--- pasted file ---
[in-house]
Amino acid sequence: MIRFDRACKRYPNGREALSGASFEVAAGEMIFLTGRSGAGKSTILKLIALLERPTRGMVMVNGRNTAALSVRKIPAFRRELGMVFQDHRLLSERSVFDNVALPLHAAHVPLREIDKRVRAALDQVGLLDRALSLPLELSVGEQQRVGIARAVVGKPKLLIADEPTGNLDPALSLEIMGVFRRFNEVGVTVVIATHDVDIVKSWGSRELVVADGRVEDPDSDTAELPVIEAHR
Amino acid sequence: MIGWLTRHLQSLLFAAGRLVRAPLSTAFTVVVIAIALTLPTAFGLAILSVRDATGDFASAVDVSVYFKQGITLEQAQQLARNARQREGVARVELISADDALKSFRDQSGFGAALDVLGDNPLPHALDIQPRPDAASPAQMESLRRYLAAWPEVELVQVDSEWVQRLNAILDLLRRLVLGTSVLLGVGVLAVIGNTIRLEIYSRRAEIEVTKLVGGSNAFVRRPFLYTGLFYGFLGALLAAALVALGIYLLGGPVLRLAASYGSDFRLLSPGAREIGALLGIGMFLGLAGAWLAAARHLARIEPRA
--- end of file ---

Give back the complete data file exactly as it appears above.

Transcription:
[in-house]
Amino acid sequence: MIRFDRACKRYPNGREALSGASFEVAAGEMIFLTGRSGAGKSTILKLIALLERPTRGMVMVNGRNTAALSVRKIPAFRRELGMVFQDHRLLSERSVFDNVALPLHAAHVPLREIDKRVRAALDQVGLLDRALSLPLELSVGEQQRVGIARAVVGKPKLLIADEPTGNLDPALSLEIMGVFRRFNEVGVTVVIATHDVDIVKSWGSRELVVADGRVEDPDSDTAELPVIEAHR
Amino acid sequence: MIGWLTRHLQSLLFAAGRLVRAPLSTAFTVVVIAIALTLPTAFGLAILSVRDATGDFASAVDVSVYFKQGITLEQAQQLARNARQREGVARVELISADDALKSFRDQSGFGAALDVLGDNPLPHALDIQPRPDAASPAQMESLRRYLAAWPEVELVQVDSEWVQRLNAILDLLRRLVLGTSVLLGVGVLAVIGNTIRLEIYSRRAEIEVTKLVGGSNAFVRRPFLYTGLFYGFLGALLAAALVALGIYLLGGPVLRLAASYGSDFRLLSPGAREIGALLGIGMFLGLAGAWLAAARHLARIEPRA